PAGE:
Justice secretary Humza Yousaf is considering the move after Social Work Scotland (SWS) warned there was a “major risk” the system could be “overwhelmed”.
It said it would “not be possible” for the 700,000 hours of unpaid work that is outstanding to be completed within the next 12 months.
“There is a major risk that Justice Social Work (JSW) will be overwhelmed, with serious consequences for the wider justice system,” the agency said. As many as 450,000 of the 700,000 outstanding hours could go uncompleted, SWS estimates.
With the Scottish Government has already released some prisoners early as a result of the pandemic, Mr Yousaf told MSPs on Holyrood’s justice committee he was considering if the number of hours criminals had been ordered to do would need to reduced on a “proportionate and limited basis”.
He explained it may be necessary to “reduce the volume of outstanding unpaid work hours in order to ensure that the justice system can continue to operate efficiently and effectively”. But he stressed: “Should this be necessary, a careful balance will need to be struck so that victims of crime, the wider public and the judiciary continue to be confident that community orders are an effective way for individuals to payback to their communities, while taking into account the challenges faced by JSW and the wider justice system.”
If unpaid work hours are cut, regulations will need to be laid in the Scottish Parliament after recess, Mr Yousaf said.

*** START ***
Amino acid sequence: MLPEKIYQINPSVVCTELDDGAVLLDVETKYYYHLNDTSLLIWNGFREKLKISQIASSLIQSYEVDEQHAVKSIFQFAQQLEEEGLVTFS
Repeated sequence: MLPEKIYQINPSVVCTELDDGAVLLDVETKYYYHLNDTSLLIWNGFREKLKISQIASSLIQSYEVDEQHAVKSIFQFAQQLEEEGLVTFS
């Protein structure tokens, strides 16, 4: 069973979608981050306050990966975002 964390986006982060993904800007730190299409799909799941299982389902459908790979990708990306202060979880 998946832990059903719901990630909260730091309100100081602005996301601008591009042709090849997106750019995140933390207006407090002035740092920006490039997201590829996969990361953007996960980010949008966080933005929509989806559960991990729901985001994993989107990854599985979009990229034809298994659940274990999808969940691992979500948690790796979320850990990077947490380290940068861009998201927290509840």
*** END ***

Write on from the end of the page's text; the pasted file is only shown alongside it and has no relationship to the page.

SWS had written to the justice secretary to raise concerns about the impact of the pandemic on unpaid work – a key part of many community payback orders (CPOs).
The body “concluded that to ensure the safety of staff and individuals subject to orders, and to maintain the viability of the community justice system, legislative action is necessary to reduce the backlog of unpaid work hours”.
SWS said the need for physical distancing would reduce the capacity for unpaid work “for the foreseeable future”.
It added “the majority of areas will be nable to deliver the accumulated backlog of unpaid work hours, let alone successfully manage the imposition of new orders”.
James Maybee, from SWS, said here was “an urgent need to proactively address the pressures faced by local authority justice social work services in managing the unpaid work”.